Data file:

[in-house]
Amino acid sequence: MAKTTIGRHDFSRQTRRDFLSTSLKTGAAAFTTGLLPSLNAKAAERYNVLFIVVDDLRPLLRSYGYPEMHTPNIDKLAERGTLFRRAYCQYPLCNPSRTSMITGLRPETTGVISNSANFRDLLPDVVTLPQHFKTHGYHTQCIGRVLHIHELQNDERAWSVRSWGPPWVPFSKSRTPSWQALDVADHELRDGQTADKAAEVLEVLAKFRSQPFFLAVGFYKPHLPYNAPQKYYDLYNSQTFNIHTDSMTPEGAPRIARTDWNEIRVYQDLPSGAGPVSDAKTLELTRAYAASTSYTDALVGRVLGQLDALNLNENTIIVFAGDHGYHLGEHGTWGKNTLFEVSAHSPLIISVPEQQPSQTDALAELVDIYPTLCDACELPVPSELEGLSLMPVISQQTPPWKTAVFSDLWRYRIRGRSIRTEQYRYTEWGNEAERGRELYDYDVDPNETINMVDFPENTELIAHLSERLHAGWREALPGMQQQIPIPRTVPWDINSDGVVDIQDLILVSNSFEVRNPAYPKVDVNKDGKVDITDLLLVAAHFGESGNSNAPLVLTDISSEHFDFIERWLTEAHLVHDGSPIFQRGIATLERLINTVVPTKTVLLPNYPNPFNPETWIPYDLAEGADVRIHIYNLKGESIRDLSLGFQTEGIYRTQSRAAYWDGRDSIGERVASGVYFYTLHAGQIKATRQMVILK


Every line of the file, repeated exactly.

[in-house]
Amino acid sequence: MAKTTIGRHDFSRQTRRDFLSTSLKTGAAAFTTGLLPSLNAKAAERYNVLFIVVDDLRPLLRSYGYPEMHTPNIDKLAERGTLFRRAYCQYPLCNPSRTSMITGLRPETTGVISNSANFRDLLPDVVTLPQHFKTHGYHTQCIGRVLHIHELQNDERAWSVRSWGPPWVPFSKSRTPSWQALDVADHELRDGQTADKAAEVLEVLAKFRSQPFFLAVGFYKPHLPYNAPQKYYDLYNSQTFNIHTDSMTPEGAPRIARTDWNEIRVYQDLPSGAGPVSDAKTLELTRAYAASTSYTDALVGRVLGQLDALNLNENTIIVFAGDHGYHLGEHGTWGKNTLFEVSAHSPLIISVPEQQPSQTDALAELVDIYPTLCDACELPVPSELEGLSLMPVISQQTPPWKTAVFSDLWRYRIRGRSIRTEQYRYTEWGNEAERGRELYDYDVDPNETINMVDFPENTELIAHLSERLHAGWREALPGMQQQIPIPRTVPWDINSDGVVDIQDLILVSNSFEVRNPAYPKVDVNKDGKVDITDLLLVAAHFGESGNSNAPLVLTDISSEHFDFIERWLTEAHLVHDGSPIFQRGIATLERLINTVVPTKTVLLPNYPNPFNPETWIPYDLAEGADVRIHIYNLKGESIRDLSLGFQTEGIYRTQSRAAYWDGRDSIGERVASGVYFYTLHAGQIKATRQMVILK